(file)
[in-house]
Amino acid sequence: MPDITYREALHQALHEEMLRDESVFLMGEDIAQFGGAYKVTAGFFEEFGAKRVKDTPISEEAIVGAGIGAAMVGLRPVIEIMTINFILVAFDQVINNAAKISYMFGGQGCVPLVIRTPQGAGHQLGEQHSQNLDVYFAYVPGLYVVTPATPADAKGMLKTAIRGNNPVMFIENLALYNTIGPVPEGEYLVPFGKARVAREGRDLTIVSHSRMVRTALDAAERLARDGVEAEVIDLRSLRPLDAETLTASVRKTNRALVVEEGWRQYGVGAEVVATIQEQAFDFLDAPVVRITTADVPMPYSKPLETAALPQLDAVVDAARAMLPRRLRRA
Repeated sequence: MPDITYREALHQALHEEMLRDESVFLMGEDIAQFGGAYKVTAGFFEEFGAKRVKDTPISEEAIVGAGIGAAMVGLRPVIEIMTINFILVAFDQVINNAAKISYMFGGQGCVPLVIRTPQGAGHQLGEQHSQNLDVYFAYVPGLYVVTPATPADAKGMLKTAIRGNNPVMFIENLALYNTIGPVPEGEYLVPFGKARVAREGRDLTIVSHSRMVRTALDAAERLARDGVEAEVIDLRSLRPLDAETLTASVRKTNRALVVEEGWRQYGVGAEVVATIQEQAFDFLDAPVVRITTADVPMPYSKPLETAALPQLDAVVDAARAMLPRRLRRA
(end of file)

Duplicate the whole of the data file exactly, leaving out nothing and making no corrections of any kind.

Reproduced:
[in-house]
Amino acid sequence: MPDITYREALHQALHEEMLRDESVFLMGEDIAQFGGAYKVTAGFFEEFGAKRVKDTPISEEAIVGAGIGAAMVGLRPVIEIMTINFILVAFDQVINNAAKISYMFGGQGCVPLVIRTPQGAGHQLGEQHSQNLDVYFAYVPGLYVVTPATPADAKGMLKTAIRGNNPVMFIENLALYNTIGPVPEGEYLVPFGKARVAREGRDLTIVSHSRMVRTALDAAERLARDGVEAEVIDLRSLRPLDAETLTASVRKTNRALVVEEGWRQYGVGAEVVATIQEQAFDFLDAPVVRITTADVPMPYSKPLETAALPQLDAVVDAARAMLPRRLRRA
Repeated sequence: MPDITYREALHQALHEEMLRDESVFLMGEDIAQFGGAYKVTAGFFEEFGAKRVKDTPISEEAIVGAGIGAAMVGLRPVIEIMTINFILVAFDQVINNAAKISYMFGGQGCVPLVIRTPQGAGHQLGEQHSQNLDVYFAYVPGLYVVTPATPADAKGMLKTAIRGNNPVMFIENLALYNTIGPVPEGEYLVPFGKARVAREGRDLTIVSHSRMVRTALDAAERLARDGVEAEVIDLRSLRPLDAETLTASVRKTNRALVVEEGWRQYGVGAEVVATIQEQAFDFLDAPVVRITTADVPMPYSKPLETAALPQLDAVVDAARAMLPRRLRRA